Yes. I am seeing great progress, and that’s really what keeps me going: measureable results. For example, when I first started campaigning in Germany, there were 12 or 15 dolphinariums. Today there’s only one left. It’s easier in Europe, because people are better educated. In 2011, I received a Bambi award, and it’s a live event. Fifteen million people are watching this in German-speaking countries. It’s like the Academy Awards. I had several minutes on TV to look right into the camera, explain the problem, and say, “Please don’t buy a ticket!” It’s based on supply and demand, like any other product, and we as consumers have the power. And it’s working. People are getting the message. Two dolphinariums in Germany closed since then.
Can governments step in to speed up progress in other countries?
Governments aren’t going to close dolphinariums. Governments protect corporations; they don’t protect people and other animals. Like the National Marine Fisheries Service, who were supposed to uphold the Marine Mammal Protection Act. They’re actually a part of the Department of Commerce. Commerce’s job is to facilitate commerce; they have a mandate. To tell them to protect dolphins and facilitate commerce is like telling them to stand up and sit down at the same time. So the system doesn’t work; it’s an inherent conflict of interest, and the only hope is consumers. That’s what I do: try to get to the consumers.
Please tell me about your campaign in Taiji.
When we’re in Japan on September 1st, the message is, Don’t buy this dolphin meat. If the Japanese people learn that the product is poison, they will stop buying it. As a matter of fact, in the last four years, the killing has dropped dramatically because the demand has dropped off dramatically as people learn that the product is contaminated with mercury.
I’ve been going to Japan four or five times a year since 2003. I’ll be back there September 1st; we have two busloads of people from around the world who are going to meet us there. We have 93 cities that are going to be protesting on that same day. We’re just trying to keep Taiji and this cove in the news. You know, it’s hard to keep any issue alive in the media; they move on to other things. We’ve been lucky to keep that issue alive, and when we show up September 1st, there’ll probably be 100 people from the media there. We’re just trying to remind the media that today is the day that the largest slaughter of dolphins in the world begins and will go on for six months.
Do you ever feel physically in danger there?
Well, I am physically in danger; there’s no question about that. The police have told me that. The fishermen themselves have told me they would kill me if they could. They probably wish they had back in 2003, because it wouldn’t have been a big news story. But today they probably wouldn’t do that because it would bring too much attention to them. I have a very high media profile in Japan now. It offers some protection, but it doesn’t offer protection from, you know, the young yakuza wannabe who wants to make a name for himself. Or some drunken fisherman who makes a bad decision and does something stupid.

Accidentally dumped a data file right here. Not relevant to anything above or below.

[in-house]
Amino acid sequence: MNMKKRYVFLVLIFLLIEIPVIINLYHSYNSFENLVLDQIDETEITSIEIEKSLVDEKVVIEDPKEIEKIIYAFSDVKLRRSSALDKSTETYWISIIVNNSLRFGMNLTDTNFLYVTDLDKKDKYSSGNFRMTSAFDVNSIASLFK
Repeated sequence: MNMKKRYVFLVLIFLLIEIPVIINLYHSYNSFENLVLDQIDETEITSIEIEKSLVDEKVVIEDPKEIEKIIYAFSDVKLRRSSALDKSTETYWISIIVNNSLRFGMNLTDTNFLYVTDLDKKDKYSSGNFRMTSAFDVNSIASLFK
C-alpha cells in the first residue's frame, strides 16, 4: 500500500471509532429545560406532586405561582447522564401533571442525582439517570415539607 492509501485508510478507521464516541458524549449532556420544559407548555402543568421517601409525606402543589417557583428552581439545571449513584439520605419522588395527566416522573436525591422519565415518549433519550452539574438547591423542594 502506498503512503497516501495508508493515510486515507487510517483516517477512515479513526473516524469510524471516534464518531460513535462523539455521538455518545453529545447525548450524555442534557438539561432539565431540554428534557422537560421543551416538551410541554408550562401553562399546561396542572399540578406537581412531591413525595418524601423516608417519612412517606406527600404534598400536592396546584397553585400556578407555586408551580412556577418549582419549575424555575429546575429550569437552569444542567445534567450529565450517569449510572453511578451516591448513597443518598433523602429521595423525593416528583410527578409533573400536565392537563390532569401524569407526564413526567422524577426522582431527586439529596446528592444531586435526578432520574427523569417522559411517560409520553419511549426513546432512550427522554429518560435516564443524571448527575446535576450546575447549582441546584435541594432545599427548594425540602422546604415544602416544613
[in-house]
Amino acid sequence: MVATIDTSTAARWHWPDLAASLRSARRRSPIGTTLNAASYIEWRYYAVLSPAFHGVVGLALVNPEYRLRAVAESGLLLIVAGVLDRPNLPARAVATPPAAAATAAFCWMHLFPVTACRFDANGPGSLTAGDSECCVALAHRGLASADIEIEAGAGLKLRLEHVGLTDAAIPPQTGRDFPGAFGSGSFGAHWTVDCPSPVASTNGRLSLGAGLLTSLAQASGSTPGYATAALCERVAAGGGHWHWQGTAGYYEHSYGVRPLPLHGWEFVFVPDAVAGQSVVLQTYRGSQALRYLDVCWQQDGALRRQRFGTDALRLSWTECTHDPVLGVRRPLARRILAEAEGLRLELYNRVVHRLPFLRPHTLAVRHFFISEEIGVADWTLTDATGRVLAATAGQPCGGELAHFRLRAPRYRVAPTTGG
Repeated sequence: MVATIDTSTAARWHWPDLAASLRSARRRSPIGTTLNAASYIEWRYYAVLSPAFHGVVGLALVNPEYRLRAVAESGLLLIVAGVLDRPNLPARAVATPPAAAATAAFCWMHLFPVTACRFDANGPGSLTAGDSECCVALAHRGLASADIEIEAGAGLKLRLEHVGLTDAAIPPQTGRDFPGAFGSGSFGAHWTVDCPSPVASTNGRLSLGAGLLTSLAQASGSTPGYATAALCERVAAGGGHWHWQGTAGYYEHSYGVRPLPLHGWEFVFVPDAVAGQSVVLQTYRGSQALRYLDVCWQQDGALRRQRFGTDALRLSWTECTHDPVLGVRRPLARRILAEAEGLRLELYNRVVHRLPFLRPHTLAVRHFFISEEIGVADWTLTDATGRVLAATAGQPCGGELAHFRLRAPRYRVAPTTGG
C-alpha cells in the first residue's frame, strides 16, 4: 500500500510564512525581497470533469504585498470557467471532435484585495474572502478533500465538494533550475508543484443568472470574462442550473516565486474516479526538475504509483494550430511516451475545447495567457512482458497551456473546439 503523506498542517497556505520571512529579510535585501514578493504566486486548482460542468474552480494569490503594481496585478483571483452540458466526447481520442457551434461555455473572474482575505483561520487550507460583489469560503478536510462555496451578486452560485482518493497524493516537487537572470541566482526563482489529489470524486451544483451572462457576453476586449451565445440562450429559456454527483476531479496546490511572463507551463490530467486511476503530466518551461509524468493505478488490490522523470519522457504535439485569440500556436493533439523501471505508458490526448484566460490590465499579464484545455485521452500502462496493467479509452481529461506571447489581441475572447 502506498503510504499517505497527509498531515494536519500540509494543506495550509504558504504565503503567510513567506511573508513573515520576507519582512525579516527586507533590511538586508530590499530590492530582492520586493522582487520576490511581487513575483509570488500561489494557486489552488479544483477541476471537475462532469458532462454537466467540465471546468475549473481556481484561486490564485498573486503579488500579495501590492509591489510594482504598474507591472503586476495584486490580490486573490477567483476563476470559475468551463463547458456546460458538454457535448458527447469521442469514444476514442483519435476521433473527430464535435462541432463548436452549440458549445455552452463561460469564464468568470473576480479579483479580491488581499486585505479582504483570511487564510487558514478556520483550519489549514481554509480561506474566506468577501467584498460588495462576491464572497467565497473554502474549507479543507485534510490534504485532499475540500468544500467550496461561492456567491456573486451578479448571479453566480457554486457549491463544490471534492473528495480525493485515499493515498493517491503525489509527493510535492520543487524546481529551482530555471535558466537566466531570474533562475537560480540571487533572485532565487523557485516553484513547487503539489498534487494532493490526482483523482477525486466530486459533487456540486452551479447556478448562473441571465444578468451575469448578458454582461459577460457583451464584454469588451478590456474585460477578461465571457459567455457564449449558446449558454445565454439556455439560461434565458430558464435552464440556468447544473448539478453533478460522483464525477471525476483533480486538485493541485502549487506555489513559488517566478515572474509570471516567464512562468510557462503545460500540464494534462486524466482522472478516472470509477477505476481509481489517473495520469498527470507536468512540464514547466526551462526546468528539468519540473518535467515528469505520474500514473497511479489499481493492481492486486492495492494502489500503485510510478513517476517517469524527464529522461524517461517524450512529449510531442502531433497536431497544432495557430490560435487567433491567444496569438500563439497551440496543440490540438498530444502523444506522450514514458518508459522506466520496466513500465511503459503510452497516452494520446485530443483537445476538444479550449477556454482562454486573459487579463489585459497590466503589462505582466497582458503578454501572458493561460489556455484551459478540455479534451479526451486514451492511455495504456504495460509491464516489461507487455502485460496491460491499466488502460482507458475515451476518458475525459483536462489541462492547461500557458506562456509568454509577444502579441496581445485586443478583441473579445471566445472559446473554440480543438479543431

Are you seeing a decrease in dolphins taken for captivity in Taiji?
No, I’m seeing an increase in that. I’m sure we’re going to stop the killing. It takes the captivity industry to stop the captures. They could do it anytime they want to, but they refuse to get involved and police their own industry. The World Association of Zoos and Aquariums, the AZA, the Alliance of Marine Mammal Parks and Aquariums, SeaWorld—it’s a multi-billion-dollar industry. They just want to look the other way and pretend it doesn’t happen.
Why the increase in captures?
Most of the dolphins captured at the cove are taken to facilities in Japan. Japan is the size of California, and it has 51 dolphin abusement parks—51. It’s amazing. That’s more than all of Europe. They are substandard facilities. They are disposable dolphins for a disposable society. The fishermen capture them and drag them there kicking and screaming, they keep them for as long as they can, the dolphins die, they dump them, and they get more from Taiji. That’s why the captures continue. Also, China and Turkey are big markets.
Aside from not patronizing facilities with dolphins, what can people do to help?
They can go to our website. We don’t have a huge fan base like Sea Shepherd or the Humane Society. We’re actually quite small. We’re understaffed and underfunded. If you want to help, just go to DolphinProject.org and make a donation.
My thanks to Ric for taking the time to talk to me. In addition to visiting his website and contributing, you can like Ric O’Barry’s Dolphin Project on Facebook and follow them on Twitter: @dolphin_project. You can also forward this interview to family and friends!